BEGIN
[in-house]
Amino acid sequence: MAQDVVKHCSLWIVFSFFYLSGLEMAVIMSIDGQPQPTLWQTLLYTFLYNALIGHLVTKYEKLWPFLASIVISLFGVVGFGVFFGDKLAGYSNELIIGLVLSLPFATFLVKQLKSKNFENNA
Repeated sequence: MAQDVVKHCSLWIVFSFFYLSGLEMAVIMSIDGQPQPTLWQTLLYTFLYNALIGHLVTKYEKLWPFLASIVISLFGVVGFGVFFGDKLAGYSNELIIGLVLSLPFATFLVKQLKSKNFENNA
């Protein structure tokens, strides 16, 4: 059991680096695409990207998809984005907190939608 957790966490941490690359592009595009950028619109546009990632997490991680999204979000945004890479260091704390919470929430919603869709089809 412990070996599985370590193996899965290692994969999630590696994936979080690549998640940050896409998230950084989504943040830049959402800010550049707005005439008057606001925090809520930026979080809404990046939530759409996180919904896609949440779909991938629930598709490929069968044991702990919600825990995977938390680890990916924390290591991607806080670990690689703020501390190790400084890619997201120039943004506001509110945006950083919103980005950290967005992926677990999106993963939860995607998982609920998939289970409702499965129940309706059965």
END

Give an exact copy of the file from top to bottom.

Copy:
[in-house]
Amino acid sequence: MAQDVVKHCSLWIVFSFFYLSGLEMAVIMSIDGQPQPTLWQTLLYTFLYNALIGHLVTKYEKLWPFLASIVISLFGVVGFGVFFGDKLAGYSNELIIGLVLSLPFATFLVKQLKSKNFENNA
Repeated sequence: MAQDVVKHCSLWIVFSFFYLSGLEMAVIMSIDGQPQPTLWQTLLYTFLYNALIGHLVTKYEKLWPFLASIVISLFGVVGFGVFFGDKLAGYSNELIIGLVLSLPFATFLVKQLKSKNFENNA
């Protein structure tokens, strides 16, 4: 059991680096695409990207998809984005907190939608 957790966490941490690359592009595009950028619109546009990632997490991680999204979000945004890479260091704390919470929430919603869709089809 412990070996599985370590193996899965290692994969999630590696994936979080690549998640940050896409998230950084989504943040830049959402800010550049707005005439008057606001925090809520930026979080809404990046939530759409996180919904896609949440779909991938629930598709490929069968044991702990919600825990995977938390680890990916924390290591991607806080670990690689703020501390190790400084890619997201120039943004506001509110945006950083919103980005950290967005992926677990999106993963939860995607998982609920998939289970409702499965129940309706059965």